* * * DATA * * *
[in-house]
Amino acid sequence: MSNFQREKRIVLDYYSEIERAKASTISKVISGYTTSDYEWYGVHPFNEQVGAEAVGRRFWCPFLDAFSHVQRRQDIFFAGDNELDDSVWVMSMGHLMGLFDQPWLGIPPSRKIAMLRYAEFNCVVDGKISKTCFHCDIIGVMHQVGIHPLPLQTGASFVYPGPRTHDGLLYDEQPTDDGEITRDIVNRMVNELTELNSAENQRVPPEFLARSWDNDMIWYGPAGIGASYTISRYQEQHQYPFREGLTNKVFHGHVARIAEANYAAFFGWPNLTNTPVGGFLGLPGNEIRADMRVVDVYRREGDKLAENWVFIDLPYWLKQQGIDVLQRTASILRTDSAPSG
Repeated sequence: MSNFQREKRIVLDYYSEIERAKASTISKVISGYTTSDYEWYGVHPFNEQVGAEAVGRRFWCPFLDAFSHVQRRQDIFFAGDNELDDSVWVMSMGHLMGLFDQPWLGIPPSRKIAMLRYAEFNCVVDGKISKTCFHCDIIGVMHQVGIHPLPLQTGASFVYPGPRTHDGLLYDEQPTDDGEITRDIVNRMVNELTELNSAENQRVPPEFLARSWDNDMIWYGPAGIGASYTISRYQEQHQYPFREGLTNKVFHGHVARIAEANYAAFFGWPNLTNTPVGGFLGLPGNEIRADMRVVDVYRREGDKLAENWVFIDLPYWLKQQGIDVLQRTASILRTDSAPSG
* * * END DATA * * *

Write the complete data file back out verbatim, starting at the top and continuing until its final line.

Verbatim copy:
[in-house]
Amino acid sequence: MSNFQREKRIVLDYYSEIERAKASTISKVISGYTTSDYEWYGVHPFNEQVGAEAVGRRFWCPFLDAFSHVQRRQDIFFAGDNELDDSVWVMSMGHLMGLFDQPWLGIPPSRKIAMLRYAEFNCVVDGKISKTCFHCDIIGVMHQVGIHPLPLQTGASFVYPGPRTHDGLLYDEQPTDDGEITRDIVNRMVNELTELNSAENQRVPPEFLARSWDNDMIWYGPAGIGASYTISRYQEQHQYPFREGLTNKVFHGHVARIAEANYAAFFGWPNLTNTPVGGFLGLPGNEIRADMRVVDVYRREGDKLAENWVFIDLPYWLKQQGIDVLQRTASILRTDSAPSG
Repeated sequence: MSNFQREKRIVLDYYSEIERAKASTISKVISGYTTSDYEWYGVHPFNEQVGAEAVGRRFWCPFLDAFSHVQRRQDIFFAGDNELDDSVWVMSMGHLMGLFDQPWLGIPPSRKIAMLRYAEFNCVVDGKISKTCFHCDIIGVMHQVGIHPLPLQTGASFVYPGPRTHDGLLYDEQPTDDGEITRDIVNRMVNELTELNSAENQRVPPEFLARSWDNDMIWYGPAGIGASYTISRYQEQHQYPFREGLTNKVFHGHVARIAEANYAAFFGWPNLTNTPVGGFLGLPGNEIRADMRVVDVYRREGDKLAENWVFIDLPYWLKQQGIDVLQRTASILRTDSAPSG